SALADO, Texas (KXAN) — A tornado touched down near the Williamson-Bell County line Tuesday evening, moving toward Salado where significant damage was reported to homes and businesses. Bell County Judge David Blackburn reported 23 people were injured, 12 of whom were hospitalized and one was in critical condition.
While the Williamson County portion of the storm’s track was rated as an EF-1 with 100 mph winds, the tornado peaked in intensity in Bell County as a high-end EF-3 with 165 mph winds. Had the tornado trekked across a busy I-35 or more populated nearby cities, the toll could have been catastrophic.
The tornado began east of SH-195, five miles northeast of Florence and trekked northeastward across the Bell County line. It was on the ground for 3.54 miles in Williamson County, then 13 miles in Bell County.
In Williamson County, tree damage was observed along Ramms Drive in Florence where several mature oak trees were uprooted. More tree damage was seen along CR 288 as the tornado headed for the county line. Along the border of Williamson and Bell Counties a mobile home was shifted off it’s foundation where oak trees were also damaged. The maximum width of the Williamson County portion of the tornado was 500 yards.
- 165 mph maximum winds
- 16.5 mile track
- 30+ minute duration
The tornado entered extreme southern Bell County north of the junction between Bell County Road 231 and FM 2843. Damage consistent with EF-0 intensity was observed in this area including damage to trees and outbuildings.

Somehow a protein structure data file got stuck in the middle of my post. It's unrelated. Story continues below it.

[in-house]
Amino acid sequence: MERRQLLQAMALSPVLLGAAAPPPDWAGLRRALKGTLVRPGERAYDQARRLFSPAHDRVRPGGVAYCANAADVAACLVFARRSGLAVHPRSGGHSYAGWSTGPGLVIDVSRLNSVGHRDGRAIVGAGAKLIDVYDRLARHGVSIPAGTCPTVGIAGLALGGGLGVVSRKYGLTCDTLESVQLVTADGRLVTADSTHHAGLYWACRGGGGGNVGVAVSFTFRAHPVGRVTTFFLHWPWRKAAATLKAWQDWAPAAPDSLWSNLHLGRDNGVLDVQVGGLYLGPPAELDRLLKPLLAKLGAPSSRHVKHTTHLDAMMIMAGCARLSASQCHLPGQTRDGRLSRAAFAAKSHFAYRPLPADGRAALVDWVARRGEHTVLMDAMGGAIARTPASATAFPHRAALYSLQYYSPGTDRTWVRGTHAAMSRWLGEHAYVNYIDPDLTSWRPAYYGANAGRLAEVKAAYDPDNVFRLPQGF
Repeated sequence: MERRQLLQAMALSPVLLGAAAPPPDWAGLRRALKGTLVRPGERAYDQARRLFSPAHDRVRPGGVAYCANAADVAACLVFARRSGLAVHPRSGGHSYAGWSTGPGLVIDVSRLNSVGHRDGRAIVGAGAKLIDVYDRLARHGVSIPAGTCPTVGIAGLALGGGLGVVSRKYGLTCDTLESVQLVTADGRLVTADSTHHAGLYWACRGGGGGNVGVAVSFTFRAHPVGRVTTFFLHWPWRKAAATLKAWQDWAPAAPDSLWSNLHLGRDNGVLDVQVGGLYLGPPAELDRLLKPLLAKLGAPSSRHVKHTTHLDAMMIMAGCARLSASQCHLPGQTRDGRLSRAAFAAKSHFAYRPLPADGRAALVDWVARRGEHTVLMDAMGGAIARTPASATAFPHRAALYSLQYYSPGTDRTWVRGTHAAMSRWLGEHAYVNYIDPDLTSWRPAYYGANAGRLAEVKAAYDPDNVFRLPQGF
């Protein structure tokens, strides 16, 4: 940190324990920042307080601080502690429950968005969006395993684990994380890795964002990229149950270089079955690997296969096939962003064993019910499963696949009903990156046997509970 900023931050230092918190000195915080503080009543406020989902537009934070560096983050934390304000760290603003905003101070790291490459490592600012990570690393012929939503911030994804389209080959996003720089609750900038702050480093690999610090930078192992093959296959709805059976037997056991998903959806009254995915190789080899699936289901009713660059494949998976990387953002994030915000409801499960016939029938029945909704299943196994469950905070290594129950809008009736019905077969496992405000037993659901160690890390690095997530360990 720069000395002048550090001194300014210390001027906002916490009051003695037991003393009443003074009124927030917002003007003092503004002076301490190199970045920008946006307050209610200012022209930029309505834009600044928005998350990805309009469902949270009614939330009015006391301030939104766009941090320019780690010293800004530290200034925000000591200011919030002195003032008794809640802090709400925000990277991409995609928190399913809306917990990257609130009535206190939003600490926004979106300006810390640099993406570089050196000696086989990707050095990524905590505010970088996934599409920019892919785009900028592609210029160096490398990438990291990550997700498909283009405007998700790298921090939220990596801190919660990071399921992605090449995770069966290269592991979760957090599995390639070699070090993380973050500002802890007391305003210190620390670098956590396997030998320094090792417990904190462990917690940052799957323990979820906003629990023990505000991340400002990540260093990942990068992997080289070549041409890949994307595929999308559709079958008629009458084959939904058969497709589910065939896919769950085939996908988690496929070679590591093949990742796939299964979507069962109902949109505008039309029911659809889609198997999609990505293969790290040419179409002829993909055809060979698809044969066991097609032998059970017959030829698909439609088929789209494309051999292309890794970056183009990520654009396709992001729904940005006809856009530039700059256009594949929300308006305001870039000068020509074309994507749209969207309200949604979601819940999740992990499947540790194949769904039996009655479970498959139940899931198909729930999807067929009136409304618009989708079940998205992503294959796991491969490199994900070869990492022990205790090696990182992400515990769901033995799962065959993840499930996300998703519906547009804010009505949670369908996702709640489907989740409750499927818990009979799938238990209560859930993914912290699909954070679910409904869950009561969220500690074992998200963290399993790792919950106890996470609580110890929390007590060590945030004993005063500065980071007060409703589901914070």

The tornado moved east-northeastward, intersecting FM 2843 where the damage to structures and trees became much more significant. In this area, National Weather Service survey teams found at least 10 structures showing damage consistent with a tornado of EF-2 or EF-3 intensity, with a small cluster of homes experiencing estimated peak winds of 150-165 mph. These structures had all or most of their roofs removed and some had most exterior walls collapsed.
Survey teams found two churches along FM 2843 near Buttermilk Road significantly damaged, with multiple walls collapsed and roofing material removed. Numerous cars in this area had significant damage consistent with being rolled or having projectiles thrown into them. Power poles were snapped and large trees were uprooted or snapped.
The tornado traveled another 1.5 miles east-northeastward beyond Buttermilk Road, then turned sharply northward. Tree damage was still observed in this area, but the scope and severity of damage decreased. The tornado crossed Crows Ranch Road and damaged aluminum roofing on a home.
The tornado then intensified over a ridge line before crossing FM 2484, uprooting many large trees and shifting a large barn’s walls. It also caused significant damage to a home in this area, almost entirely removing its roof and blowing two of four walls in. This was consistent with EF-2 intensity.
The tornado then moved into the South Shore neighborhood, then into Union Grove Park where it dissipated.